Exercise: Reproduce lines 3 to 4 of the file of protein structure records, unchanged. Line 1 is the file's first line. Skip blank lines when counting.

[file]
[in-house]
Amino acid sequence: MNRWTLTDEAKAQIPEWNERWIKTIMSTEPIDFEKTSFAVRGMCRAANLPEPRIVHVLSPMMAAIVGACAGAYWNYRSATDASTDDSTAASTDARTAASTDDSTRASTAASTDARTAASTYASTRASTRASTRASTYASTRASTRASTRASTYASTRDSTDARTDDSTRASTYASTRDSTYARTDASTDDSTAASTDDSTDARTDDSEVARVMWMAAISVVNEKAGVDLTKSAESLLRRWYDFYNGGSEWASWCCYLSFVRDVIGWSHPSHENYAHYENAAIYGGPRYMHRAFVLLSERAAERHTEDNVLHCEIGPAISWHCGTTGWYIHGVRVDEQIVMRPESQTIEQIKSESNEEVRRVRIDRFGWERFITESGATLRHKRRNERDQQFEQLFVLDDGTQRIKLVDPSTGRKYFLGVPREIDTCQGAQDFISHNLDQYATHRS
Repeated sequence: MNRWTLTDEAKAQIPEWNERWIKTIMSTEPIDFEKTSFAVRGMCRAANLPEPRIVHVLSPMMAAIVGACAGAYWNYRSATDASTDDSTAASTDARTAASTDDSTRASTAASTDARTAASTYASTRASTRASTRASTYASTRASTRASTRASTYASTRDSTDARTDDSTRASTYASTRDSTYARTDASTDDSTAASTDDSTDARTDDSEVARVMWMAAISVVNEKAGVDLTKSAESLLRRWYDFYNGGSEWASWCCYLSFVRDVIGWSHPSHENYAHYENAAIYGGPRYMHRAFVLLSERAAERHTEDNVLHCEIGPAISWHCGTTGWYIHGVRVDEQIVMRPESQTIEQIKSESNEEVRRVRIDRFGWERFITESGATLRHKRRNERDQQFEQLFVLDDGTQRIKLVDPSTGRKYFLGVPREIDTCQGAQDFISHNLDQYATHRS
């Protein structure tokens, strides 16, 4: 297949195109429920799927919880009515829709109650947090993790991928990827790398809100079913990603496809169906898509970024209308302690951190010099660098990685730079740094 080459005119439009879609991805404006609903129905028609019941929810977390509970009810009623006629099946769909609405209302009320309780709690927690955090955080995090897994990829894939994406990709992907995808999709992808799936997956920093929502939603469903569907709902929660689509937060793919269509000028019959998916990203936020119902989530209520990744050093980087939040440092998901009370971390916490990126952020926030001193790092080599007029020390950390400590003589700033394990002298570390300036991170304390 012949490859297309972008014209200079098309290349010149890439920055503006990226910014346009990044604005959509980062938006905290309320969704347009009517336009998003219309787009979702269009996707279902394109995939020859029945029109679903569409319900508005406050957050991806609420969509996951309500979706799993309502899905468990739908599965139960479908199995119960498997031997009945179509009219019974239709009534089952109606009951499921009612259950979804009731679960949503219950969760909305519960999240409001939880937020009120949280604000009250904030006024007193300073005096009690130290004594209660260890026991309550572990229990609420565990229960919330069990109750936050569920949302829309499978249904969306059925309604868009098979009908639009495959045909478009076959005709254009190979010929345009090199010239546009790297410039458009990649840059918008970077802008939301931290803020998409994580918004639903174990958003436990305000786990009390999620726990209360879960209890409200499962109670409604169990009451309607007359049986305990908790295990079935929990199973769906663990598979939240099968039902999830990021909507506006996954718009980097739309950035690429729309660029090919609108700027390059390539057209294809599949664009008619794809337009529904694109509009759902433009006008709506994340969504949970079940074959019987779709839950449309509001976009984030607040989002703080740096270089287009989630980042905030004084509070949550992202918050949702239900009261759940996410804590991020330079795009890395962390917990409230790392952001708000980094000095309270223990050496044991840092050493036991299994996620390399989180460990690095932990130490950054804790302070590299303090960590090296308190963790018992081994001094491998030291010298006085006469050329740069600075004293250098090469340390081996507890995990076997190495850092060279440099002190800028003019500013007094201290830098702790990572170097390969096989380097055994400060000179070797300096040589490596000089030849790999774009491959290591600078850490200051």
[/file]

Repeated sequence: MNRWTLTDEAKAQIPEWNERWIKTIMSTEPIDFEKTSFAVRGMCRAANLPEPRIVHVLSPMMAAIVGACAGAYWNYRSATDASTDDSTAASTDARTAASTDDSTRASTAASTDARTAASTYASTRASTRASTRASTYASTRASTRASTRASTYASTRDSTDARTDDSTRASTYASTRDSTYARTDASTDDSTAASTDDSTDARTDDSEVARVMWMAAISVVNEKAGVDLTKSAESLLRRWYDFYNGGSEWASWCCYLSFVRDVIGWSHPSHENYAHYENAAIYGGPRYMHRAFVLLSERAAERHTEDNVLHCEIGPAISWHCGTTGWYIHGVRVDEQIVMRPESQTIEQIKSESNEEVRRVRIDRFGWERFITESGATLRHKRRNERDQQFEQLFVLDDGTQRIKLVDPSTGRKYFLGVPREIDTCQGAQDFISHNLDQYATHRS
């Protein structure tokens, strides 16, 4: 297949195109429920799927919880009515829709109650947090993790991928990827790398809100079913990603496809169906898509970024209308302690951190010099660098990685730079740094 080459005119439009879609991805404006609903129905028609019941929810977390509970009810009623006629099946769909609405209302009320309780709690927690955090955080995090897994990829894939994406990709992907995808999709992808799936997956920093929502939603469903569907709902929660689509937060793919269509000028019959998916990203936020119902989530209520990744050093980087939040440092998901009370971390916490990126952020926030001193790092080599007029020390950390400590003589700033394990002298570390300036991170304390 012949490859297309972008014209200079098309290349010149890439920055503006990226910014346009990044604005959509980062938006905290309320969704347009009517336009998003219309787009979702269009996707279902394109995939020859029945029109679903569409319900508005406050957050991806609420969509996951309500979706799993309502899905468990739908599965139960479908199995119960498997031997009945179509009219019974239709009534089952109606009951499921009612259950979804009731679960949503219950969760909305519960999240409001939880937020009120949280604000009250904030006024007193300073005096009690130290004594209660260890026991309550572990229990609420565990229960919330069990109750936050569920949302829309499978249904969306059925309604868009098979009908639009495959045909478009076959005709254009190979010929345009090199010239546009790297410039458009990649840059918008970077802008939301931290803020998409994580918004639903174990958003436990305000786990009390999620726990209360879960209890409200499962109670409604169990009451309607007359049986305990908790295990079935929990199973769906663990598979939240099968039902999830990021909507506006996954718009980097739309950035690429729309660029090919609108700027390059390539057209294809599949664009008619794809337009529904694109509009759902433009006008709506994340969504949970079940074959019987779709839950449309509001976009984030607040989002703080740096270089287009989630980042905030004084509070949550992202918050949702239900009261759940996410804590991020330079795009890395962390917990409230790392952001708000980094000095309270223990050496044991840092050493036991299994996620390399989180460990690095932990130490950054804790302070590299303090960590090296308190963790018992081994001094491998030291010298006085006469050329740069600075004293250098090469340390081996507890995990076997190495850092060279440099002190800028003019500013007094201290830098702790990572170097390969096989380097055994400060000179070797300096040589490596000089030849790999774009491959290591600078850490200051």